The powerful influence of moneyed interests on the Democratic party has achieved the fondest aims of the right wing extremists of the 1970s: the party of FDR is now lukewarm at best in its support of the New Deal. Most Democrats are embarrassed to be in the same room with union types. They are often afraid to say that government can play a positive role. They were loath to discuss the costs of income inequality until it became so far advanced that it is now well nigh impossible to reverse it. After all, that sort of discussion might sound like class warfare, and God forbid anyone on the mainstream left risk sound like Marx.
The right has no such need to paper over yawning gaps in policy priorities. Its cohesiveness came out of a civil war between the Reagan Right and the old Rockefeller/Javits Republicans. Once the Republican Mensheviks were turfed out, it was possible to present a reasonably unified front and manage tensions. The right pretends to stand for as little government/taxes as possible, save for the military. In reality, it likes a government apparatus just fine so long as it transfers income and wealth to the top and there is not much dissent on the nature of the nominal game v. the real game.
So the Democratic party (and remember, our two party system makes the Democrats the home by default for the left) pretends to be a safe haven for all sorts of out groups: women, gays, Hispanics (on their way to being the dominant group but not there yet), blacks, the poor. But this is stands in stark contradiction to its policies of selling out the middle class to banks and big corporate interests, just on a slower and stealthier basis than the right. So its desperate need to maintain its increasingly phony “be nice to the rainbow coalition” branding places a huge premium on appearances. It thus uses identity politics as a cover for policy betrayals. It can motivate various groups on narrow, specific issues, opening the way for the moneyed faction to get what it wants.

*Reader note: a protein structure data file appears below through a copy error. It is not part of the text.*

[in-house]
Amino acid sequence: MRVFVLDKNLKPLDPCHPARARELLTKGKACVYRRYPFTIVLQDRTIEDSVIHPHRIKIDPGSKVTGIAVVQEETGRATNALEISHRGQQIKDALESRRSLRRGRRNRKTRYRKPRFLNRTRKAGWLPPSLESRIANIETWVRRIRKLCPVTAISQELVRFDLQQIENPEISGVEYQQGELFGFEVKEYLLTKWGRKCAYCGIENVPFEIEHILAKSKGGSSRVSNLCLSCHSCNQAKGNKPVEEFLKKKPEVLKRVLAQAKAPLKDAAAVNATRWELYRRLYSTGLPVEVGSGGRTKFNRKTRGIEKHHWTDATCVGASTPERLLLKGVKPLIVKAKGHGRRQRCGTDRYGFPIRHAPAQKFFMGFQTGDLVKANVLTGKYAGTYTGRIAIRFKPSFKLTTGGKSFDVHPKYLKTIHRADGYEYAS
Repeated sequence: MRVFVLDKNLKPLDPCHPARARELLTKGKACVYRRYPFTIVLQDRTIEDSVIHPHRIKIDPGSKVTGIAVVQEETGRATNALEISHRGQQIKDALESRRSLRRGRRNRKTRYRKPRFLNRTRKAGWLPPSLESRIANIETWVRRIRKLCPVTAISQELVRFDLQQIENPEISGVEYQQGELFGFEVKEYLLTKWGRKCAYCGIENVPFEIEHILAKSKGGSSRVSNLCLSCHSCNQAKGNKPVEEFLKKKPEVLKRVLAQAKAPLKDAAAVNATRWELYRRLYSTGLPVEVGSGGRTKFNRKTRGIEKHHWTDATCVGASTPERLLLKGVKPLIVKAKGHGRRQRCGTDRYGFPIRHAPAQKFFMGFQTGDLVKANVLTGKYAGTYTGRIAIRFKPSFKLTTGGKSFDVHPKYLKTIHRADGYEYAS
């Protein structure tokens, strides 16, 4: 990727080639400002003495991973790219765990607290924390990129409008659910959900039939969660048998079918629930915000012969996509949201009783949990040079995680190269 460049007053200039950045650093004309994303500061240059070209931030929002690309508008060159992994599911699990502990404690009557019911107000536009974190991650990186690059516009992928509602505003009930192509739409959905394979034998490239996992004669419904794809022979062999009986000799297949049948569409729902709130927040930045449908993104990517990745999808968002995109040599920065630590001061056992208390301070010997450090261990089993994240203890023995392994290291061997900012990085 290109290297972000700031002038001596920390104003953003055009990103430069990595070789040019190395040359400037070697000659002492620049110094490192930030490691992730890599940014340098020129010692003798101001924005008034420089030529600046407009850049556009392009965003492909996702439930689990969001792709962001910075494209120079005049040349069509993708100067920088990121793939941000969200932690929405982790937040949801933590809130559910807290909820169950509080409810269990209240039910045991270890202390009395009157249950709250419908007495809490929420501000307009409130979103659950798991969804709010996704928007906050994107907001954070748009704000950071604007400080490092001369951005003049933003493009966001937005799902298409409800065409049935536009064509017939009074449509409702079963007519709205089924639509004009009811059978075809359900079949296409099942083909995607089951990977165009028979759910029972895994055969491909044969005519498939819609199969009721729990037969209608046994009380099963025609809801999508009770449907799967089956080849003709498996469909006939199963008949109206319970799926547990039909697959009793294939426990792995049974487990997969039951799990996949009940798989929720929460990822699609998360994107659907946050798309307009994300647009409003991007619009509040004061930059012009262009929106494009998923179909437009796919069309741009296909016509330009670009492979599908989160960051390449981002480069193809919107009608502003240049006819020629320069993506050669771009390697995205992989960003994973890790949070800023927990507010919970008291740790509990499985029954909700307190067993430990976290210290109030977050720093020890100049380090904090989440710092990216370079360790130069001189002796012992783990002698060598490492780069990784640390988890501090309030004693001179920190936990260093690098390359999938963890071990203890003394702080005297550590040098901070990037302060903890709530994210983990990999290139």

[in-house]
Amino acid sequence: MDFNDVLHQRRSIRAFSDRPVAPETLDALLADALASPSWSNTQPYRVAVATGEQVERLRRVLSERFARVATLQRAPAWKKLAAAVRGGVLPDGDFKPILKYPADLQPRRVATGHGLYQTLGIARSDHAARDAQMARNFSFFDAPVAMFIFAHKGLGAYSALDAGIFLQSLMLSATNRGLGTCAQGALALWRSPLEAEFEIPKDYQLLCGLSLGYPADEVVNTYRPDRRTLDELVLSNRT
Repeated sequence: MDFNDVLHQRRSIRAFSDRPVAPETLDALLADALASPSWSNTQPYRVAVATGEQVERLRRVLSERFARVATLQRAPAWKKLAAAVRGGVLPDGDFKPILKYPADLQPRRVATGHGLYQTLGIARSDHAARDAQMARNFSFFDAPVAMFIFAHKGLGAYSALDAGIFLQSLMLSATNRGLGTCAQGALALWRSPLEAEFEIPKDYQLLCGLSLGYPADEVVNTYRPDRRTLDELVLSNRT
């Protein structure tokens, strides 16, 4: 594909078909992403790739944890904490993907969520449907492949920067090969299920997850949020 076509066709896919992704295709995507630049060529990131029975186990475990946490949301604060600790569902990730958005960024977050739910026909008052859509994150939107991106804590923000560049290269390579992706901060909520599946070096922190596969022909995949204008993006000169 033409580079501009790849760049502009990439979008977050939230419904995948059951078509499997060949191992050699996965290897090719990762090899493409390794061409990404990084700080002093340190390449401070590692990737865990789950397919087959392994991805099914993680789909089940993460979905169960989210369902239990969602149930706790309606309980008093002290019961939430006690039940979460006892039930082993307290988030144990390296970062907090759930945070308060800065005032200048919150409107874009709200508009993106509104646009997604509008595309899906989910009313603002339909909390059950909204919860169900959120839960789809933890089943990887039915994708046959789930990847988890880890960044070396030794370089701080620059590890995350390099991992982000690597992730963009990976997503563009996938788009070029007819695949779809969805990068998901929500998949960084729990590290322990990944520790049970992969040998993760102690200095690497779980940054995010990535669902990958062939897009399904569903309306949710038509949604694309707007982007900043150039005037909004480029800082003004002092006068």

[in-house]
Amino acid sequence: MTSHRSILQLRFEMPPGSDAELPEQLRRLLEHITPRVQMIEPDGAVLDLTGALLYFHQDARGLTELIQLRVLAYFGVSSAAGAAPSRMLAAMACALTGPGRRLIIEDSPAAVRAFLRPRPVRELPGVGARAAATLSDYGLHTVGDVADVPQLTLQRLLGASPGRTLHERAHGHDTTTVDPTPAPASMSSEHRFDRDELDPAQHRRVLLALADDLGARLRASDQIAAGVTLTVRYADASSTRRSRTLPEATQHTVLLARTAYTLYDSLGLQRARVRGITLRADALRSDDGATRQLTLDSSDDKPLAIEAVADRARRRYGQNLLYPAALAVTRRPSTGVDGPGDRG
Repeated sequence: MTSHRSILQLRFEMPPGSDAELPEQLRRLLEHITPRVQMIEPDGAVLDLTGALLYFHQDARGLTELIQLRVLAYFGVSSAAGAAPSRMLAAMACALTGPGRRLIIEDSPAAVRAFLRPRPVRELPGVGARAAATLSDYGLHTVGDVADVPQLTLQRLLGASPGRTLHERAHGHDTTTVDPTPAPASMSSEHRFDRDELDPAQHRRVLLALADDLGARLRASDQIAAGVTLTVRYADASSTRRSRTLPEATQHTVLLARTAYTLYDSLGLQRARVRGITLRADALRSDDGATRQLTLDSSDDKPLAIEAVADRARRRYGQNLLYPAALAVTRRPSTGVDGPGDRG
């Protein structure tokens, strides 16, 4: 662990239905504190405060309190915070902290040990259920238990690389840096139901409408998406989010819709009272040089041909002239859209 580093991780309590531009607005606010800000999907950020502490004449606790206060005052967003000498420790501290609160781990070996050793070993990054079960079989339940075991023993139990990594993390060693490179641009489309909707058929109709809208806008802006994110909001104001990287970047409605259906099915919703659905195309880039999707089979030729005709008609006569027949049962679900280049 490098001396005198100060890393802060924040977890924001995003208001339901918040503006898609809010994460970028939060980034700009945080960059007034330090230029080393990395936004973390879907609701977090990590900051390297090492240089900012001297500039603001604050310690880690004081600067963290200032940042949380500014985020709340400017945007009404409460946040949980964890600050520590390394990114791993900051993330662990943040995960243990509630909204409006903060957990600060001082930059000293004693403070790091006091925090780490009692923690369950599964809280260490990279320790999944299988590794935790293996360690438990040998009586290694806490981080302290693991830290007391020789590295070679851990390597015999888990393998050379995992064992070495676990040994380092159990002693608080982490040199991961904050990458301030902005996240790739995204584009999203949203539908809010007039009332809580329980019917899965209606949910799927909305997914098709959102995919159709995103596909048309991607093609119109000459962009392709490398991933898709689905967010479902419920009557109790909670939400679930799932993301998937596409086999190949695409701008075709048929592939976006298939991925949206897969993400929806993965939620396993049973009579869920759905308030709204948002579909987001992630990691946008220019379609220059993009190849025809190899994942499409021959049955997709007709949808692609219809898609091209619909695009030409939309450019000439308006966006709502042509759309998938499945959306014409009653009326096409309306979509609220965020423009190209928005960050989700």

It took most people far too long to get that Obama was a phony because the presumption that a black man would be sympathetic to the fate of the downtrodden is a deeply embedded but never voiced prejudice (and this bias is exploited successfully by the right in depicting Obama as a socialist). Other elements of traditional Democratic associations played into the Obama positioning: his Administration is chock full of technocratic Harvard wonks, and the last time an Administration was so dominated by technocrats was under Kennedy, the last Democratic Administration to have a strongly positive (indeed romanticized) image. (Yes, the Clintons also liked fancy resume types, but they also placed a very high premium on loyalty, and with the result that long-standing supporters often wound up in surprisingly senior roles).
These traditional iconic symbols of liberalism – secular urban elitism, blackness, technocratic skill, micro-issue identity based political organizing groups – have been fully subverted in the service of banking interests. Obama is the ultimate, but not the only, piece of evidence that these symbols are now used simply to con the Democratic base out of their support and money. The task of moving forward will require rebuilding the symbolic vocabulary of the defenders of the middle class. It will probably also require a similar intellectual civil war within the left, against people like Melissa Harris-Perry. Those engaged in that effort need to become skilled in dealing with these liberal McCarthyite identity smears.